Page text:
However, The Quint contacted the person who took the video, Moamen Al-Halabi, who confirmed the location as Al-Shifa Hospital in Gaza City. He added that the child's name was Omar Al-Banna, who passed away at four and a half years of age.
It should be noted that at the time this report was being written, no evidence was provided to support the claim that people were faking casualties in Gaza.
A behind-the-scenes footage from 2017 showing Palestinian makeup artist Mariam Saleh's work as a female special effects makeup artist was shared to claim that it shows Gazans faking injuries amid the ongoing war.
AI-Generated, Edited Media: Manipulating Emotions For Views
On 29 October, a video of model Bella Hadid was circulated with users claiming that it showed her expressing support for Israel.
Similarly, a video of the Queen Consort of Jordon Rania Al Abdullah was too shared on social media platforms to claim she was seen supporting Israel amid the conflict.
However, The Quint found out both these videos were deepfakes and their audios were altered using the help of Artificial Intelligence (AI) tools.
Another AI-generated image showing football club Atlético de Madrid's fans holding up the Palestinian flag was shared on the internet as a real incident.
On 22 October, an X premium subscriber shared an image claiming to show a temporary tent city made specifically for displaced citizens by the Israeli government.
However, the image turned out to be AI-generated after we noticed several discrepancies and passed it through AI images detection tools. Team WebQoof had earlier published a guide on how to identify AI images, you can read the same here.
Two images were shared on social media platforms with a claim that they showed recent visuals of children being affected in the ongoing conflict.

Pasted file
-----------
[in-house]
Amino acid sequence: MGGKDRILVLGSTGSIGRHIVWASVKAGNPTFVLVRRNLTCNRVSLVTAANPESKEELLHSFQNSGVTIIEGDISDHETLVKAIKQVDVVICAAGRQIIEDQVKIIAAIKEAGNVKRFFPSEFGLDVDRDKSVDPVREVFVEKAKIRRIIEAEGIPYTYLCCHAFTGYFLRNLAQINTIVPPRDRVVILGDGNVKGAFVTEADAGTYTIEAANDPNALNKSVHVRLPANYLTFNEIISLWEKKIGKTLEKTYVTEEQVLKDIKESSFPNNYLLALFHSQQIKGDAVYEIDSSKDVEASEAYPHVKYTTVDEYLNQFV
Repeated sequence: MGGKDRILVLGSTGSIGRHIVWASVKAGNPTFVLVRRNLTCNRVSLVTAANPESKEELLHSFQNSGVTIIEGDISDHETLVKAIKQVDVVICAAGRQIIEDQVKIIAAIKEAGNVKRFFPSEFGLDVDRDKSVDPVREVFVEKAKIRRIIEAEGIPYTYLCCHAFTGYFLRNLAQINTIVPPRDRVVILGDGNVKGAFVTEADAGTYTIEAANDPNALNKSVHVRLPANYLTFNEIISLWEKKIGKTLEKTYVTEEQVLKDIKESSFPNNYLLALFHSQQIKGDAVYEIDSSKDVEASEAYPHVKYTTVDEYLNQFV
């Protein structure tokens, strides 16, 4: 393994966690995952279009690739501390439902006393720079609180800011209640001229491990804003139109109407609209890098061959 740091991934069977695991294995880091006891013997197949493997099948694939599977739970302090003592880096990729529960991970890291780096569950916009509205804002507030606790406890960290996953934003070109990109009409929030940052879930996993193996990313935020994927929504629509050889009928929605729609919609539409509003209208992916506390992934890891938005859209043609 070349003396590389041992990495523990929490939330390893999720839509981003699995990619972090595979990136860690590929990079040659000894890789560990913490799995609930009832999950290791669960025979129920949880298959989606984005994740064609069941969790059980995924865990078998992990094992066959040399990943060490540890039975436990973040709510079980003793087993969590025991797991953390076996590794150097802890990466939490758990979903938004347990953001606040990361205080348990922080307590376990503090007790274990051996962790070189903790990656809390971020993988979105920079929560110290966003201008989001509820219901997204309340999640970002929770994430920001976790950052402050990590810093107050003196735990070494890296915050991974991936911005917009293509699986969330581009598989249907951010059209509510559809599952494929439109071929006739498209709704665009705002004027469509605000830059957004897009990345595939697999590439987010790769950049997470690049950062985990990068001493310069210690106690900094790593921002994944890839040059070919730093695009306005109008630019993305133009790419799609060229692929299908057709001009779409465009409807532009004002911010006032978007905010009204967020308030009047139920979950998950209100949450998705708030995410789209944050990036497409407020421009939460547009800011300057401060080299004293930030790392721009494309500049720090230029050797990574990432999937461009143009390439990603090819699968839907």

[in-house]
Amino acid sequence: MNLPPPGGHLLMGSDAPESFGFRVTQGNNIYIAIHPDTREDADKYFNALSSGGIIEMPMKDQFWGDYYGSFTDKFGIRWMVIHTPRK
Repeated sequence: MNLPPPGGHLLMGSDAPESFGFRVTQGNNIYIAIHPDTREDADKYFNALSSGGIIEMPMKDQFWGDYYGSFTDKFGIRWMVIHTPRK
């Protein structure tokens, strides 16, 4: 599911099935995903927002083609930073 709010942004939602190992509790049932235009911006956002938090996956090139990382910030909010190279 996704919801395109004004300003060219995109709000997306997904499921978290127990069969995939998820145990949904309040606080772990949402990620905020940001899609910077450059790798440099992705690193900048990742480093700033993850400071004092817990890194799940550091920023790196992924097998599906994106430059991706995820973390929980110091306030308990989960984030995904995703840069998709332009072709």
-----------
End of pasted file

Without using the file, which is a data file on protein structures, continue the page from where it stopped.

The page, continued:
However, both these images were AI-generated.
While there are visuals of children being affected due to the war, sharing AI-generated images, especially to trigger emotions in people, is misleading and contributes to the spread of m/disinformation.
Watch this episode of The Quint's media literacy initiative Verify Kiya Kya? to understand how emotions are manipulated by bad actors spreading disinformation.
Made up Support For Gaza, Palestine Through Old Videos
Social media users shared a video claiming that thousands of Israelis took to the streets to protest against Prime Minister Benjamin Netanyahu.
However, the video was altered. Two unrelated videos were actually stitched together and peddled as a huge number of Israelis protesting.
However, the video turned out to be old and dated back to 2021.
Similarly, a video from 2021, which showed an Irish politician, Matt Carthy, introducing a bill to prevent Irish taxpayers' money from being invested in companies "that profit from Israel's illegal occupation and settlement expansion" was shared as recent.
The use of altered media to show manufactured support for either side in the war would only lead to a lack of trust in existing visuals coming from the conflict area or elsewhere.
As the war between Israel and Hamas continues, the flow of misinformation and false narratives refuses to die down. This increases the responsibility of the reader to verify every piece of content that they consume or share with others.